Sonnet VIII - Bat Sequence Grand Finale
The last of the bat sequence, presented as a story in sonnets and images.
I’ve read so much about you, seen you in pictures, videos. Merlin Tuttle wrote well about you and him together, and now all I want is to have you up close. At dusk I’ve gone out, hand in glove, in hopes that you’ll fly to me by divine command. I’ve hopped in car, with kids, drove over land to Arabia Mountain, to AWARE, thinking maybe I’ll find you there by chance. I’ve walked to bridge over Yellow River ducked beneath to see if you’re roosting there. To know you distantly is not enough. You are worth much more than all of life’s cares. To spend time with you up close would be wealth.
The folks at AWARE referred me to a place in Alabama where I might see you up close. But, somehow, I lost the name of that place – it seemed unnecessary to have to leave my own vicinity. “You should be at hand.” I thought to myself. During Fall break, I searched the internet and found you at North Georgia Wildlife Park. I made a call and expressed my mindset and though there was doubt, the prospect seemed dark, I bought a ticket with faith in my heart. Saturday, I drove up north and met face- to-face with guardians of God’s great art and to my delight, they granted me grace.
In Georgia, native wildlife species cannot be kept as pets. I learned this from our park guide. (Was this why they referred me to Alabama? Can it be that some states cannot boast about conservation?) Exotic species, handlers are allowed to keep, to educate ignorant crowds (such as capybaras, world’s biggest rats – and, did you know that rats’ minds are quite sound?) which is why I saw Egyptian fruit bats, instead of bats from local habitats. I would’ve liked to see, to touch, those in my front yard – to give thanks for where I’m at. But, wow! At least I touched bats. I’m content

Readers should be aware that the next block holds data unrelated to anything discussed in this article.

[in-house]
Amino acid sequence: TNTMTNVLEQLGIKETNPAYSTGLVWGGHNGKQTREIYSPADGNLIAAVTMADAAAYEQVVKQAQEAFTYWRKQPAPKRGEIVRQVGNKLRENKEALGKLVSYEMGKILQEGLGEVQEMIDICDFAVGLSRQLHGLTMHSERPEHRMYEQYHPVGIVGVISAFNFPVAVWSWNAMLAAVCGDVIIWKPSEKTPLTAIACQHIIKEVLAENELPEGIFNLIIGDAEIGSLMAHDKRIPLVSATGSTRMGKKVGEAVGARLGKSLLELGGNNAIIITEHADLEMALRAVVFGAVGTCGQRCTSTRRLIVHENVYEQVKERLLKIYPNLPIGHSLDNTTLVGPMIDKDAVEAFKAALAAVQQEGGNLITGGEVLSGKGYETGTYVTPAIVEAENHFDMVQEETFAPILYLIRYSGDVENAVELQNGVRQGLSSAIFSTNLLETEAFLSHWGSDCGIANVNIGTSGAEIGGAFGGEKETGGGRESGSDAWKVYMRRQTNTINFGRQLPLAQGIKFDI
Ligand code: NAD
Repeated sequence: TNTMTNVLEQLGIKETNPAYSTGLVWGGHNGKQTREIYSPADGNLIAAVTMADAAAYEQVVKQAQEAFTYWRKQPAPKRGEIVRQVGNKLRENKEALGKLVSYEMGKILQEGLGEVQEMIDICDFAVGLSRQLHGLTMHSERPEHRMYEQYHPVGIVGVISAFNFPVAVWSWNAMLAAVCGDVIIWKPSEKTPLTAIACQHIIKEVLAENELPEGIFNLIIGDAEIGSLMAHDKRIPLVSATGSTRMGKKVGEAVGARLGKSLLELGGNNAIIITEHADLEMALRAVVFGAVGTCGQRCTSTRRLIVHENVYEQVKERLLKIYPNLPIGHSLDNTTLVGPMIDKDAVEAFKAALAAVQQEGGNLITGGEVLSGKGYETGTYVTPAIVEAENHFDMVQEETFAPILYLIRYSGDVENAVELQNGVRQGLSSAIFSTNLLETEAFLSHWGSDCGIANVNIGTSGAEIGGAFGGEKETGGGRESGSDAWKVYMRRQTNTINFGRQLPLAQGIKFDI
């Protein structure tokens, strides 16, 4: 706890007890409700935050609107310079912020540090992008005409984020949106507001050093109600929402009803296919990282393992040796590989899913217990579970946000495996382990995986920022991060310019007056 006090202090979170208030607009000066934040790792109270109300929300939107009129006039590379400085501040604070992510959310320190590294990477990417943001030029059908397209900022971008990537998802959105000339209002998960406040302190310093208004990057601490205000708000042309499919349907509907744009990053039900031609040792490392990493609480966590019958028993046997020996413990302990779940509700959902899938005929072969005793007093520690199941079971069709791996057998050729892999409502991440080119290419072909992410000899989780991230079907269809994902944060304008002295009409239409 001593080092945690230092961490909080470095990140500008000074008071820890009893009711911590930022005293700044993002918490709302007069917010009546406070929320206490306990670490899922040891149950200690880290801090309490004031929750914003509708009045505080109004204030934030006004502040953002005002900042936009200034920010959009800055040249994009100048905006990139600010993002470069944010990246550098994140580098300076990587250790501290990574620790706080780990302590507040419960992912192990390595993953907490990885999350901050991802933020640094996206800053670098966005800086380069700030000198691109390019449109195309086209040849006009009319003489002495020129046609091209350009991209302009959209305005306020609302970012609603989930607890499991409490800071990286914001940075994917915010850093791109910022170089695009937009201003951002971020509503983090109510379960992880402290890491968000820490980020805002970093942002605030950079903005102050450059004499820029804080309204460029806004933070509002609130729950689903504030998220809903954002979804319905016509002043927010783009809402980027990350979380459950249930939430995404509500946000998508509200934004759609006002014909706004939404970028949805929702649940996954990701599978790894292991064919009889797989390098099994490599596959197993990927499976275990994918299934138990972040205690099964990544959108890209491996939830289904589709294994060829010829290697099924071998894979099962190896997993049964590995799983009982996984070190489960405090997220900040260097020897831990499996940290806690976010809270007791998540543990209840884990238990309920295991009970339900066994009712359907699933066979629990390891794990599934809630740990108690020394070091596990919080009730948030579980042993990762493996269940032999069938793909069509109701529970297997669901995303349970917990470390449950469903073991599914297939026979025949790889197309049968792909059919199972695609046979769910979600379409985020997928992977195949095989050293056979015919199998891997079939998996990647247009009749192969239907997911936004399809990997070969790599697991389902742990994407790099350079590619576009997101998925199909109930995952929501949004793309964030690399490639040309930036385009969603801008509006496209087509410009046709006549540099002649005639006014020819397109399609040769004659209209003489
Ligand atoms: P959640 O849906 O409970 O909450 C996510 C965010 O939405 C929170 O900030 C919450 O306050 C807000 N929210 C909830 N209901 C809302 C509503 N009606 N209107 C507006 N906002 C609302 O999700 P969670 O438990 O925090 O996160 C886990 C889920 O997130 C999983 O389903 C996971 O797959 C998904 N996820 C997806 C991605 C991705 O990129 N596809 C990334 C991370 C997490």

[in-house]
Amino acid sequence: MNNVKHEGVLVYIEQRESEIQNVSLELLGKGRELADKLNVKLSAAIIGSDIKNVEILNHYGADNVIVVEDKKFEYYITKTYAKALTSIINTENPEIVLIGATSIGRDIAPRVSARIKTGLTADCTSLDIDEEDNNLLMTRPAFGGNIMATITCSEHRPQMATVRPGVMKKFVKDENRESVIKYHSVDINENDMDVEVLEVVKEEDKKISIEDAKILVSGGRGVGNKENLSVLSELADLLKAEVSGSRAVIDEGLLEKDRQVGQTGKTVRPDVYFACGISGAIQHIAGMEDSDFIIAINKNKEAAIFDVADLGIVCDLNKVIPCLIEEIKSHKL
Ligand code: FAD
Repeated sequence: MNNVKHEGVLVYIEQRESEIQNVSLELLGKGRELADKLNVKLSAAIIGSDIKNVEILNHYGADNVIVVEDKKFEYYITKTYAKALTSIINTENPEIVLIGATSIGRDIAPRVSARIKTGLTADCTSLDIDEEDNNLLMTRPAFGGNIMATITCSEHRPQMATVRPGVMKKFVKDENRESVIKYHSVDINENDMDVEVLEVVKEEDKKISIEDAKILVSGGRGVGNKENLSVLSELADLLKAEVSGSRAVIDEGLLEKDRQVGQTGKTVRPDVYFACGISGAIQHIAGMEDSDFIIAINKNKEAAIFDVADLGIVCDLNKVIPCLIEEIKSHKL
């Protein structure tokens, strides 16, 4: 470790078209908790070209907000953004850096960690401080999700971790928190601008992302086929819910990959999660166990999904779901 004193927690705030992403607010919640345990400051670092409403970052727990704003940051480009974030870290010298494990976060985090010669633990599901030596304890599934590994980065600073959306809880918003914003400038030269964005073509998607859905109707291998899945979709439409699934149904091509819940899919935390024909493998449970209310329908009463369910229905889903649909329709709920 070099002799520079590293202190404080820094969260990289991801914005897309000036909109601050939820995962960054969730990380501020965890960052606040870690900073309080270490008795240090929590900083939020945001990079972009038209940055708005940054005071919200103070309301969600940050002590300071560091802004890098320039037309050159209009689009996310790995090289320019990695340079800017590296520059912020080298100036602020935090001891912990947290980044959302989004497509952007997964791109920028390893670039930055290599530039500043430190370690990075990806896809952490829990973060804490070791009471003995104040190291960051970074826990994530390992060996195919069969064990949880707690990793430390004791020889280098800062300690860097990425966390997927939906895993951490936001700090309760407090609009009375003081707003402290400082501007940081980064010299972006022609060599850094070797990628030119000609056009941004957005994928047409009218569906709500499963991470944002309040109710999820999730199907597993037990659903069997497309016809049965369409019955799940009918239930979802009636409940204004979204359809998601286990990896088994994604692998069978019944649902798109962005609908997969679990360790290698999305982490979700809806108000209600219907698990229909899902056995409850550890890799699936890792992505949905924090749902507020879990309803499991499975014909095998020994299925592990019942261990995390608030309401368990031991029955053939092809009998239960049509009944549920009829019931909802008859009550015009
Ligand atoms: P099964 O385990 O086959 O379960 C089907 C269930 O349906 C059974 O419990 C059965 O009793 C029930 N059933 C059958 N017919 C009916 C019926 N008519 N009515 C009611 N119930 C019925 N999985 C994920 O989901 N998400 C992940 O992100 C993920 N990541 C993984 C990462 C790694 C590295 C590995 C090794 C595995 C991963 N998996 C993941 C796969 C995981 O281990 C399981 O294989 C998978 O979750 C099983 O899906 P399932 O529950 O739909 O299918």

Four adult fruit bats huddled warm inside of a zoo-sized bat house, built by Boy Scouts. Bat-mama, Hope, opened door; breeze and light sent an introvert swinging back to crowd in the corner, where they all hung around upside down (like bats do) inside cozy little sleeping bag, that was made by proud foster-parents of wildlife. Rosy cheeked Hope, in hip pouch carried a fuzzy pup, and explained she had to raise the chap because mother bat didn’t touch baby after he had fallen from roost. With rapt gestures she showed how pup, to her, had clung - and I saw scratches, scars: trophies she’s won.
Large, round eyes, looking at me; bats aren’t blind. Quick, purposed movements; bats know what they need. Rapidly twitching ears, aware, alive to voices, noises, foreign and routine; bats know their family’s sounds and mama’s speech. Flaring nostrils, sniffing snout discerns scents, rejecting berries, wanting apples, please; bats have preferences for their nourishment. Spreading, flapping wings, showing nervousness, scurrying to a warm, familiar place – bats need relief from over-engagement. It was a pleasure to meet face-to-face with one of the world’s most obscure creatures. I was blind, but now know bats’ true features.
Thanks so much to all of you who have subscribed, and have been reading my sonnets, and recommending them to others! It encourages me a lot and challenges me to continue on.
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If you do send me monetary support, specifically as a result of this bat series, a portion of the proceeds will be donated to Creation Encounters Ministries, which is a ministry, in partnership with North Georgia Wildlife Park, that helps kids and youth encounter Christ in his creation. (Please indicate in your donation that you are giving toward the "bat fund".)